What are Infectious Diseases?
Epidemic vs. Pandemic: Think about a panoramic picture. It covers a large area. A pandemic is larger than an epidemic.
Also, remember that animals and other humans don't directly make you sick with infectious diseases. It is the pathogens that they are carrying that might make you sick.
#1 Bacteria vs. Bacterium
Bacteria is the plural form. Bacterium is the singular form. It would be incorrect to say "I saw a bacteria walking down the street." It would correct to say either "I saw a bacterium walking down the street" or "I saw several bacteria walking down the street." Most likely, you will never see a bacteria walking down the street. We hope.
# 2 Not every bacteria wants to infect a human
Lots of bacteria prefer to infect other animals or plants or just the environment. In fact the human body can be a deadly place for many bacteria. Many of them think we are the bad guys.
All viruses don't look like a cartoon virus
Not all viruses look like a little robotic mosquito or a ball with spiky things. Some viruses are long and shaped more like a worm. Some viruses have tons of spikes like some medieval weapon (which are actually surface proteins) and some have none at all. They are very diverse in size and shape.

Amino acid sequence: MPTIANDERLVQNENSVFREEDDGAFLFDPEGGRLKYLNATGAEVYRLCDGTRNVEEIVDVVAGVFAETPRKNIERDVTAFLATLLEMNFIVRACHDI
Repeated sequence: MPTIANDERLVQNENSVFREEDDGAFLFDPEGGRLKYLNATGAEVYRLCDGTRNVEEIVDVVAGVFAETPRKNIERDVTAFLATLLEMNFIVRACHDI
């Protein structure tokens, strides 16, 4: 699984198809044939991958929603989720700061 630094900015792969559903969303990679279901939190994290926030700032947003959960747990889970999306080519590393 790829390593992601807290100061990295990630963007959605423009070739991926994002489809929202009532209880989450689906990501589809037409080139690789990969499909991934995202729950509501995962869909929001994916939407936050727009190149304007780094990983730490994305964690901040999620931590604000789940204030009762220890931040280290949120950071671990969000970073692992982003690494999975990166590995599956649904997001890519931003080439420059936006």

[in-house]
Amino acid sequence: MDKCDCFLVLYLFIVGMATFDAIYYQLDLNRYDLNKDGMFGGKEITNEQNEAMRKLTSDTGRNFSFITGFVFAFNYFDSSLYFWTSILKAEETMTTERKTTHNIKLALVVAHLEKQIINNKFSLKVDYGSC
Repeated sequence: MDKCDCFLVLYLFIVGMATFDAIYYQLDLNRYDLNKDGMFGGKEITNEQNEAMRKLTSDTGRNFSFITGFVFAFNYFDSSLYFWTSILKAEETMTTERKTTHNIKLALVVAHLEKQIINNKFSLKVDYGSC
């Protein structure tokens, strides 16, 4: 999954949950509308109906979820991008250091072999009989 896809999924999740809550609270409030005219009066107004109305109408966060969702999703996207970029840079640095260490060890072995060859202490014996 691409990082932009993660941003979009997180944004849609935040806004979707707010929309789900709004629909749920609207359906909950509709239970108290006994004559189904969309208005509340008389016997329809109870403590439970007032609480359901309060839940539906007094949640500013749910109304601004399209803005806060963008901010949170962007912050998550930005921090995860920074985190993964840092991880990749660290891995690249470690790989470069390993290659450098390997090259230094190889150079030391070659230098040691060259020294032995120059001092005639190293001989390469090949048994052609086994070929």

Fungi and Parasite Infections
Why don't we have Malaria in the United States?
Many people think that Malaria is not a problem in the United States because the special mosquitos that carry Malaria are not found here. This is not true, there are three species of mosquitos in the United States that can carry Malaria and have done so in the past. Malaria used to be a large problem in the United States all the way up until the 1950's when a chemical called DDT was used heavily to kill mosquitos. DDT has since been shelved because of unhealthy effects it has on humans and other species.